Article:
#######################################################################################

    def find_inferred_removed(spark,sc,edges,max_iter=100:

    “””
    rules implemented:
    1) start from scrap=true backwards
    2) stop on removed.inNotNull() – either removed is Null or it contains the timestamp of removal
    3) stop on binary split
    4) stop if created_utc_last > scrap_date
    5) skip self loops
    6) handle rebuilds as combination of binary split and removed.inNotNull()
    “””

    _logger.warning(“+++ find_inferred_removed(): starting inferred_removed analysis …”)

    ####################################################################
    # 1) Prepare input data for IR algorithm
    ###################################################################

    # create initial edges set without self loops
    # this removes real self loops and also cycles which are in the super_edge notation also self loops
    # introduce a new temp column “_to_remove” that is used to remember the state during the loop

    #Start Data:
    # _inferred_removed: always True if scrap=True or removed=True
    # _removed: True if removed
    # _scrap_date: if scrap, the use the created_utc as _scrap_date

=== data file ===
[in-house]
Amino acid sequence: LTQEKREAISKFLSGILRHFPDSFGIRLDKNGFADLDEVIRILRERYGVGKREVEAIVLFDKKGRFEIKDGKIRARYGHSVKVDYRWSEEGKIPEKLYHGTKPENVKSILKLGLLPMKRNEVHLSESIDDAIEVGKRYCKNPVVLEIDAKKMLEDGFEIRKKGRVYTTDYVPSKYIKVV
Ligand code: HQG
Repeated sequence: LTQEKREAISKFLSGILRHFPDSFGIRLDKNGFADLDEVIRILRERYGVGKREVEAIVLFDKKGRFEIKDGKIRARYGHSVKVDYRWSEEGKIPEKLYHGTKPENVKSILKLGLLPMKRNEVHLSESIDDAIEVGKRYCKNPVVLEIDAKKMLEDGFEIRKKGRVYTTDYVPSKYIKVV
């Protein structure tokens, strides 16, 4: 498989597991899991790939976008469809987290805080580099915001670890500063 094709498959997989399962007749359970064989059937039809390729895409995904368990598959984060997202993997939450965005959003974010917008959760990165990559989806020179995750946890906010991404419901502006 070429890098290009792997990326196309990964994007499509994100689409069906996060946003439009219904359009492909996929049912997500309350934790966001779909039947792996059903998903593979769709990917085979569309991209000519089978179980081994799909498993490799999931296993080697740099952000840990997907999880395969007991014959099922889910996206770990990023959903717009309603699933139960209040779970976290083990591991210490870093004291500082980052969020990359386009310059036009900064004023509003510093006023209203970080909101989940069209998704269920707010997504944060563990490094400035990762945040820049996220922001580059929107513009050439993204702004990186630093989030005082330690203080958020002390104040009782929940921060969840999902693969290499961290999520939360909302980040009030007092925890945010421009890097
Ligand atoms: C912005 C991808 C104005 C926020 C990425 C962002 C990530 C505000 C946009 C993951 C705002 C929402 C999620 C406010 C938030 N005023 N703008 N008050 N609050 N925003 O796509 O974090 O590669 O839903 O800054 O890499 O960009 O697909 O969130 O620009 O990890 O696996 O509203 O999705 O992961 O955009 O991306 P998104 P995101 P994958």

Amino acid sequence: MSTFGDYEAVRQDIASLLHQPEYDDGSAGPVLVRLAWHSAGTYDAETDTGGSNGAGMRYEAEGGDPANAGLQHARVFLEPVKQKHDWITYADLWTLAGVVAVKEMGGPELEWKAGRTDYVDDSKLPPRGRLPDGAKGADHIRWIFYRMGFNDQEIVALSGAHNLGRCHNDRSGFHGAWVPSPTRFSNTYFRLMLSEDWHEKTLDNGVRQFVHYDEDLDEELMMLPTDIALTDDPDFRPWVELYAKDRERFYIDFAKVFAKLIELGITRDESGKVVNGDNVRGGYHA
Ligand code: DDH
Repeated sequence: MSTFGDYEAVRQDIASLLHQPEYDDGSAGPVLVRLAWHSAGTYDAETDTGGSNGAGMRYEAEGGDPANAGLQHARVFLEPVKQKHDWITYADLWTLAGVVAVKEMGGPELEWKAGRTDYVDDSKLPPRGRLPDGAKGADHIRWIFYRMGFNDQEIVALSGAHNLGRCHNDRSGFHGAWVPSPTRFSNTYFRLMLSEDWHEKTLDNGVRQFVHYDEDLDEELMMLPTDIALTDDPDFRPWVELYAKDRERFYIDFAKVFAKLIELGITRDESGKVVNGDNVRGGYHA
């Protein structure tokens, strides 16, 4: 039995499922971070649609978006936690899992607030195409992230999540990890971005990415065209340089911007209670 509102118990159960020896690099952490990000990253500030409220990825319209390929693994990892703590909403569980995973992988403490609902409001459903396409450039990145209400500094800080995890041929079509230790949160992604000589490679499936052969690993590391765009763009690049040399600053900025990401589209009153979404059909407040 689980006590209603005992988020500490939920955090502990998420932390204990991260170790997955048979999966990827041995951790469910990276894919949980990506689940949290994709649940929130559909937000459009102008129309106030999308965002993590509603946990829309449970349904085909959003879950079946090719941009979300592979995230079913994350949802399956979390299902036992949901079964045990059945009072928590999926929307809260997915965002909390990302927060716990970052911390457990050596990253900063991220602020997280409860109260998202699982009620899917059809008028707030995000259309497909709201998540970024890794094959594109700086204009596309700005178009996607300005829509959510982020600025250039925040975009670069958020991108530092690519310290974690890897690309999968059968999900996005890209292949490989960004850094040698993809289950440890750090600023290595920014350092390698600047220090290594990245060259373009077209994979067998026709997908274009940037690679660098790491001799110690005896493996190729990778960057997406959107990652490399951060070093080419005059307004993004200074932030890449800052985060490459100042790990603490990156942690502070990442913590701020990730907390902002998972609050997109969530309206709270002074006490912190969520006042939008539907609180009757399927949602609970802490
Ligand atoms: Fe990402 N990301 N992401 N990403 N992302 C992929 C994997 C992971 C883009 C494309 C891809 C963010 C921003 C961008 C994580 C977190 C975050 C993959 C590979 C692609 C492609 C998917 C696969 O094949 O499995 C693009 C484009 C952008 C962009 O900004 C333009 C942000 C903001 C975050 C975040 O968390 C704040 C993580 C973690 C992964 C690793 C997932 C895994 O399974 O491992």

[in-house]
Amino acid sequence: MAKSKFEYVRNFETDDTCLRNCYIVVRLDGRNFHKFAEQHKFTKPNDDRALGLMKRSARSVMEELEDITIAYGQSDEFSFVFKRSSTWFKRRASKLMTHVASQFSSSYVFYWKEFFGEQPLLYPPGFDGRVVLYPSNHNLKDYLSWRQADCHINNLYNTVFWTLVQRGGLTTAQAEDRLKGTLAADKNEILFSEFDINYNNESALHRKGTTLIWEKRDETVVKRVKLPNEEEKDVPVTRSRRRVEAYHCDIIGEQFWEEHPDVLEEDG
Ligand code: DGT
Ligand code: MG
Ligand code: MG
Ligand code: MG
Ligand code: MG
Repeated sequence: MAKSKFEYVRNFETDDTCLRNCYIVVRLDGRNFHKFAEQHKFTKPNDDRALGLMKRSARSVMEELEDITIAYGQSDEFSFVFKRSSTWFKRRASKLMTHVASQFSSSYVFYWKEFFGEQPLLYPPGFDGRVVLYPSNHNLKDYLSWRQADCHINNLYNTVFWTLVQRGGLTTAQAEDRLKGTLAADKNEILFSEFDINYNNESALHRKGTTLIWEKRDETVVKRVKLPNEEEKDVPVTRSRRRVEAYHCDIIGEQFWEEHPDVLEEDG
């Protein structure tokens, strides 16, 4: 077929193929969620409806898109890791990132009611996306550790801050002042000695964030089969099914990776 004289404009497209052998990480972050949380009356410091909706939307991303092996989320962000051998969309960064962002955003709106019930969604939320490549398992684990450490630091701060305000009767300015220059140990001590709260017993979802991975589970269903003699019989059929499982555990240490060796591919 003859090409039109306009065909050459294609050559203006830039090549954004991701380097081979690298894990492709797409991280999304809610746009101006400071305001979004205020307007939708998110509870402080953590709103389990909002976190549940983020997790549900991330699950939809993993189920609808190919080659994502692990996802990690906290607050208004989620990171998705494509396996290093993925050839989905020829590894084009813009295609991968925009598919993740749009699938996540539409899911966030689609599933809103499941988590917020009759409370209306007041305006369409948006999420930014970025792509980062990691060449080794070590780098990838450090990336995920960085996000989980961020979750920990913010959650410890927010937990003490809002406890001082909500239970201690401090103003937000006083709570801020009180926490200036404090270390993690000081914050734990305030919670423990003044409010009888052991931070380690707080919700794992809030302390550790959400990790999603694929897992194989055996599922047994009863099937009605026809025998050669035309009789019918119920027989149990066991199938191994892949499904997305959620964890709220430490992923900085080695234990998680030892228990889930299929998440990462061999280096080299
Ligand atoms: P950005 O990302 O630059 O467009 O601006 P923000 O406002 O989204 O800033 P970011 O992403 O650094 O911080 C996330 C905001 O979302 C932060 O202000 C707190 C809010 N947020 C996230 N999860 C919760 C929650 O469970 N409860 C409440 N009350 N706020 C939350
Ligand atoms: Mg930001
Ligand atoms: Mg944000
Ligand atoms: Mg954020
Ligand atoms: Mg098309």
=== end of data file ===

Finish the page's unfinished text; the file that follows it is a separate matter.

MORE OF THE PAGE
# exclude self loops

    # create and union vertices dataframe

    vertices=edges.select(“src”).union(edges.select(“dst”)).distinct().withColumnRenamed(‘src’, ‘id’)

    edge_init=(
    edges
    # create temporary working column _to_remove that holds the values during iteration through the graph
    # initialize the values with true if the inferred_removed or the scrap column has true value
    # !! not when the removed column is not empty as here we have to decide later if to stop or continue
    .withColumn(“_inferred_removed”,f.when(f.col(“scrap”)==True,True).otherwise(False))
    .withColumn(“_inferred_removed”,f.when(f.col(“removed”).isNotNull(),True).otherwise(f.col(“_inferred_removed”))) \
    .withColumn(“_removed”,f.when(f.col(“removed”).isNotNull(),True).otherwise(False))